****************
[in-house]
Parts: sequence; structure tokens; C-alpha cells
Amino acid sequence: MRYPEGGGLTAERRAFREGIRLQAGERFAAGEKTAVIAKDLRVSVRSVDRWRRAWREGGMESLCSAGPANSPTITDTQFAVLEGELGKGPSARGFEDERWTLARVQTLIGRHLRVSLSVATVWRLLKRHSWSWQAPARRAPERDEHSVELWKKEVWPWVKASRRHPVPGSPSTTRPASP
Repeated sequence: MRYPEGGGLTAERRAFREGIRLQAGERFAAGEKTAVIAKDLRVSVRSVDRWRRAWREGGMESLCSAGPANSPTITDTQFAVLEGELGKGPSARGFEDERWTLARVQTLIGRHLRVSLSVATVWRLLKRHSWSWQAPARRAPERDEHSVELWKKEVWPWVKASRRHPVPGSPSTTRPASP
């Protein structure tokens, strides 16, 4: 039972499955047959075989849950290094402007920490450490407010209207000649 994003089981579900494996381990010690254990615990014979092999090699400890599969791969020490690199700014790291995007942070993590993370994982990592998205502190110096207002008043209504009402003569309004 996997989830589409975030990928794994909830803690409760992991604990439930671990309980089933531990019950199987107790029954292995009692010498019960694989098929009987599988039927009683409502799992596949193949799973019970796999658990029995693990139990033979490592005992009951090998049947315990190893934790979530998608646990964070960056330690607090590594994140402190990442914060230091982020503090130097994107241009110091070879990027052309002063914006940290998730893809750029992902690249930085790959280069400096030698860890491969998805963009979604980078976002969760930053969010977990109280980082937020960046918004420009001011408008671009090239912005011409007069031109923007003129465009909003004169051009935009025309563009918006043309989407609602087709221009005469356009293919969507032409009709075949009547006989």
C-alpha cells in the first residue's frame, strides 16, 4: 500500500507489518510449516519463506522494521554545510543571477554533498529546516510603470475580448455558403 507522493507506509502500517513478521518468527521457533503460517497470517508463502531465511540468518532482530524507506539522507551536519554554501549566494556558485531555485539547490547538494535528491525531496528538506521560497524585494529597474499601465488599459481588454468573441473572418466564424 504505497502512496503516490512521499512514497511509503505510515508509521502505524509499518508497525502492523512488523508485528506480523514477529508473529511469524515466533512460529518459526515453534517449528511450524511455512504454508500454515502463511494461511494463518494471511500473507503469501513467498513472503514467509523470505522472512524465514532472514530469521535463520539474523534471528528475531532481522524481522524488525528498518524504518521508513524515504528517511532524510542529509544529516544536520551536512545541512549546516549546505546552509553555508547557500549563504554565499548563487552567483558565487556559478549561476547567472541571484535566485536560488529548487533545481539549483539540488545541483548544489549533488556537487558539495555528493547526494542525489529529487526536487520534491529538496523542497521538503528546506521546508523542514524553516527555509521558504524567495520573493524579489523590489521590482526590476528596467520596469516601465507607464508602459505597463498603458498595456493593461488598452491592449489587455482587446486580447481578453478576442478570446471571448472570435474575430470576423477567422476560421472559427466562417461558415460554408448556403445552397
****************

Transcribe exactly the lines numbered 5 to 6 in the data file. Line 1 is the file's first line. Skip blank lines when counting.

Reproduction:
């Protein structure tokens, strides 16, 4: 039972499955047959075989849950290094402007920490450490407010209207000649 994003089981579900494996381990010690254990615990014979092999090699400890599969791969020490690199700014790291995007942070993590993370994982990592998205502190110096207002008043209504009402003569309004 996997989830589409975030990928794994909830803690409760992991604990439930671990309980089933531990019950199987107790029954292995009692010498019960694989098929009987599988039927009683409502799992596949193949799973019970796999658990029995693990139990033979490592005992009951090998049947315990190893934790979530998608646990964070960056330690607090590594994140402190990442914060230091982020503090130097994107241009110091070879990027052309002063914006940290998730893809750029992902690249930085790959280069400096030698860890491969998805963009979604980078976002969760930053969010977990109280980082937020960046918004420009001011408008671009090239912005011409007069031109923007003129465009909003004169051009935009025309563009918006043309989407609602087709221009005469356009293919969507032409009709075949009547006989």
C-alpha cells in the first residue's frame, strides 16, 4: 500500500507489518510449516519463506522494521554545510543571477554533498529546516510603470475580448455558403 507522493507506509502500517513478521518468527521457533503460517497470517508463502531465511540468518532482530524507506539522507551536519554554501549566494556558485531555485539547490547538494535528491525531496528538506521560497524585494529597474499601465488599459481588454468573441473572418466564424 504505497502512496503516490512521499512514497511509503505510515508509521502505524509499518508497525502492523512488523508485528506480523514477529508473529511469524515466533512460529518459526515453534517449528511450524511455512504454508500454515502463511494461511494463518494471511500473507503469501513467498513472503514467509523470505522472512524465514532472514530469521535463520539474523534471528528475531532481522524481522524488525528498518524504518521508513524515504528517511532524510542529509544529516544536520551536512545541512549546516549546505546552509553555508547557500549563504554565499548563487552567483558565487556559478549561476547567472541571484535566485536560488529548487533545481539549483539540488545541483548544489549533488556537487558539495555528493547526494542525489529529487526536487520534491529538496523542497521538503528546506521546508523542514524553516527555509521558504524567495520573493524579489523590489521590482526590476528596467520596469516601465507607464508602459505597463498603458498595456493593461488598452491592449489587455482587446486580447481578453478576442478570446471571448472570435474575430470576423477567422476560421472559427466562417461558415460554408448556403445552397